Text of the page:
In the Blendkit 2014 MOOC this week, the work is focused on integrating the online and face-to-face (f2f) portions of the course. It is key that the two complement and build on each other. However, it is the instructor at the f2f level that must be most prepared to do that integration. The online course is typically set up and structured so all students, regardless of instructor, are provided with the same resources and assessments. It’s what happens in the classroom that should be the focus of the blended learning instructor training. Many adjunct instructors are professionals with little to no educational background (outside of what they themselves experienced in college). They must be taught and mentored how to recognize what concepts need more focus in the classroom and what to do to address them. By working in conjunction with the online course, particularly using formative assessments, the instructor can identify these concepts ahead of time. It’s those activities that are done in the classroom that must be targeted in the training. What groups activities can be done to get students working and discussing those items that they struggled with? It is in the classroom where the flexibility and individualization of learning can occur within the blended learning environment. Having a mentor/instructional coach work with the instructor/s on a weekly basis to do the planning of the weekly classes could be extremely beneficial that first time the instructor teaches the class and then regular check ins after that. Meeting with the instructors of these blended courses as a small group may also be very helpful to everyone involved as they could develop a professional learning community, mimicking what they are trying to do in their courses. Course visits to evaluate how the activities are going would also be important by the mentors as well as the other instructors. This way the students and the instructor are receiving the optimum educational experience and the full integration of both online and f2f components of blended learning is achieved.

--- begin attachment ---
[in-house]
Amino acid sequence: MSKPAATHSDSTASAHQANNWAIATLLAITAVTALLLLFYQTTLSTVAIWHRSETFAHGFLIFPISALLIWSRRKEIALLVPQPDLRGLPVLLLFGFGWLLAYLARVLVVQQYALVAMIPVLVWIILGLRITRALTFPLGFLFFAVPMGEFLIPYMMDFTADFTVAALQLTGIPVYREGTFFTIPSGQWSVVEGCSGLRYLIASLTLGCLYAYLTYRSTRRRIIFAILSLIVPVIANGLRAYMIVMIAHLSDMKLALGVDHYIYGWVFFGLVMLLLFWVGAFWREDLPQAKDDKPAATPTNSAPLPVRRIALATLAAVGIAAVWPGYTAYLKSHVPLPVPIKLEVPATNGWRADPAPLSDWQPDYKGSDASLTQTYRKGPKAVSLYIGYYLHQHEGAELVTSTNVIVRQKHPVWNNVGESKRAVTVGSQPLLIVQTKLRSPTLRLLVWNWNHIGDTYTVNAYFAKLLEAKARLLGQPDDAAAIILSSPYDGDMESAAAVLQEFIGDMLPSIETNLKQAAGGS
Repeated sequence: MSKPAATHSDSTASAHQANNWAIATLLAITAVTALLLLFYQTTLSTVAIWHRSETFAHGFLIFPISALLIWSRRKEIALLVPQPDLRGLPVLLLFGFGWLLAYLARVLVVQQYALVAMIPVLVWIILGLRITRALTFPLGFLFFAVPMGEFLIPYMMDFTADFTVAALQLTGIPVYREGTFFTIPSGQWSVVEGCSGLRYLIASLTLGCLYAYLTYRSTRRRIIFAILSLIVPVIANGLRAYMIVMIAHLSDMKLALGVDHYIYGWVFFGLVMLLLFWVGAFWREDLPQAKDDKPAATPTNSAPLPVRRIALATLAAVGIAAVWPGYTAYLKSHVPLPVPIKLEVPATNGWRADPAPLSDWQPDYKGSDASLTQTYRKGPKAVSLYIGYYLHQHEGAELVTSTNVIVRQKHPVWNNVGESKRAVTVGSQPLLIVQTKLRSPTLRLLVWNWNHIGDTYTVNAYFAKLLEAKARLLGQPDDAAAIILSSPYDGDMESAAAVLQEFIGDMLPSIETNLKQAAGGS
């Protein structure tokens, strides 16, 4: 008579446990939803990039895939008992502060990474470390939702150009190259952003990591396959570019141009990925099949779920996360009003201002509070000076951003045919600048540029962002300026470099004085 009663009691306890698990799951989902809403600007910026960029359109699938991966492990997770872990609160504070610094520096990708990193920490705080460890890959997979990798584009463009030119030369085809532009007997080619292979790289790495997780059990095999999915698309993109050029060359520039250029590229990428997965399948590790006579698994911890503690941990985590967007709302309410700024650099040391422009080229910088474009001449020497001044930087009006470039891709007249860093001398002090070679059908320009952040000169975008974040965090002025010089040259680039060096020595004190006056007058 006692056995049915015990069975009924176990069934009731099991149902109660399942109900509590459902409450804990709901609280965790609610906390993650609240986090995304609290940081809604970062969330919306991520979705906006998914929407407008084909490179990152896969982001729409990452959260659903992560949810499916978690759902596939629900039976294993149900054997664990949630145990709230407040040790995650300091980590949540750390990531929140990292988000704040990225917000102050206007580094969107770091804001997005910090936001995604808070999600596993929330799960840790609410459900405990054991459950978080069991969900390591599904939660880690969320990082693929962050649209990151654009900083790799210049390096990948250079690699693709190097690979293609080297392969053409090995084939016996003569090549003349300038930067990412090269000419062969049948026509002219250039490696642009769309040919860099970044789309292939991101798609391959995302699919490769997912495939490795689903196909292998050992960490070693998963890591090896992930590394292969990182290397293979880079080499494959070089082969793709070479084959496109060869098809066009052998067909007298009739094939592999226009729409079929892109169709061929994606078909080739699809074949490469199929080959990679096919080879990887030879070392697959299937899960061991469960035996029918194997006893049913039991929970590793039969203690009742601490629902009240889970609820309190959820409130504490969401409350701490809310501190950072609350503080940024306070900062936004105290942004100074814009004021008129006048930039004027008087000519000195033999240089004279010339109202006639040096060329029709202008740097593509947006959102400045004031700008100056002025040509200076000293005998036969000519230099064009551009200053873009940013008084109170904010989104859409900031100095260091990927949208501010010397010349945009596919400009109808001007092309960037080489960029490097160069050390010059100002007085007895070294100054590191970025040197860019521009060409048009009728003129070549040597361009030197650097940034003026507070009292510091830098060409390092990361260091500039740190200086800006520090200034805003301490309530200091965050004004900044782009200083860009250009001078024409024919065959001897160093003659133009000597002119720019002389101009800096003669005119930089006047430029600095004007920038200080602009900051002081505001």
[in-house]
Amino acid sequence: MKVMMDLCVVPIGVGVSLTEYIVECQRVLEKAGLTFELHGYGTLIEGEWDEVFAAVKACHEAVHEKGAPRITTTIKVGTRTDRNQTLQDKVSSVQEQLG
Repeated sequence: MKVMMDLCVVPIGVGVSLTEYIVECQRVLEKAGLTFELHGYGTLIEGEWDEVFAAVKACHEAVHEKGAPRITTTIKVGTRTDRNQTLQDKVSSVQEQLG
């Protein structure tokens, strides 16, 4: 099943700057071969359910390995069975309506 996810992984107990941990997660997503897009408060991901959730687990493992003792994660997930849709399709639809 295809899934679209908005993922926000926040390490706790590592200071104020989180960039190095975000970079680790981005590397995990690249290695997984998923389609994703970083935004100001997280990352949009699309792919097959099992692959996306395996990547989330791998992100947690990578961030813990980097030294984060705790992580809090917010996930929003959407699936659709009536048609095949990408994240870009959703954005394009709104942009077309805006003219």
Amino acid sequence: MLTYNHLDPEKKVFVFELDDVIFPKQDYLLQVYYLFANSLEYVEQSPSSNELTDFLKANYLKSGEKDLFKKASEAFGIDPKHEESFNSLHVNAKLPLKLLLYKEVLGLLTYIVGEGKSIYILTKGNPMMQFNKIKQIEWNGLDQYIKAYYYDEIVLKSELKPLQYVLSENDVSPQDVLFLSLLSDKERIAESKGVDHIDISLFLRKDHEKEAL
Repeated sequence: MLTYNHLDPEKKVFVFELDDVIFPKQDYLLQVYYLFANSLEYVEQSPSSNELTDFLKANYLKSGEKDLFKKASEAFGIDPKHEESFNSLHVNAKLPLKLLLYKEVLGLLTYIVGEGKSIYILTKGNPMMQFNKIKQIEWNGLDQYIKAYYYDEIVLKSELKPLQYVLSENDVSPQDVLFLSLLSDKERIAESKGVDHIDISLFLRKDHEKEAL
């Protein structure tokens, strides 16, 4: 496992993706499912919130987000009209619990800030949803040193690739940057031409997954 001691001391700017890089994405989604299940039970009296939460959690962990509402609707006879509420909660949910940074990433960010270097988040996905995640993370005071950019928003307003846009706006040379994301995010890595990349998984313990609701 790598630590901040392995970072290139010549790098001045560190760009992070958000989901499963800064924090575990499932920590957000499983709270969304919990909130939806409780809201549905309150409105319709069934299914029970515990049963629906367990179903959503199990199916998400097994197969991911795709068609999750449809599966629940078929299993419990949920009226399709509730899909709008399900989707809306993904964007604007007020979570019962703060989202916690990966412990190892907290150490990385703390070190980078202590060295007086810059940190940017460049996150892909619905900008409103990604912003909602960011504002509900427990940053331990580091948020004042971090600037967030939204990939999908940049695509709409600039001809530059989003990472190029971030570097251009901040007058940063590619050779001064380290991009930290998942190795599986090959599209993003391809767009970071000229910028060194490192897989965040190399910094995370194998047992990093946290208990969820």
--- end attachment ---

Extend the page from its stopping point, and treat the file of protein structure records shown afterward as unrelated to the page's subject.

Recently I heard one of my colleagues use the term curator and then I read an article by Marcia Devlin, Online learning calls for new set of skills http://www.theage.com.au/national/education/online-learning-calls-for-new-set-of-skills-20121022-28156.html#ixzz2A9HYOy48 where she states:
The role of educators as “sense makers” is becoming increasingly critical. The educator has begun to move from being the creator, holder and deliverer of knowledge to being the aggregator of knowledge and the guide and facilitator of learning.
When I looked up what a curator is in education, I discovered that it is exactly what Ms. Devlin is describing – an aggregator of knowledge. It is very common when teaching online classes (whether higher ed or K-12) that the content cannot be modified in the course. Teachers must find a way to collect (curate) the latest developments and provide them to students. One way I have also discovered is to use Scoop.it, specifically designed to provide links to articles and information students would find useful.
How do you provide additional content to your students in your online course/s?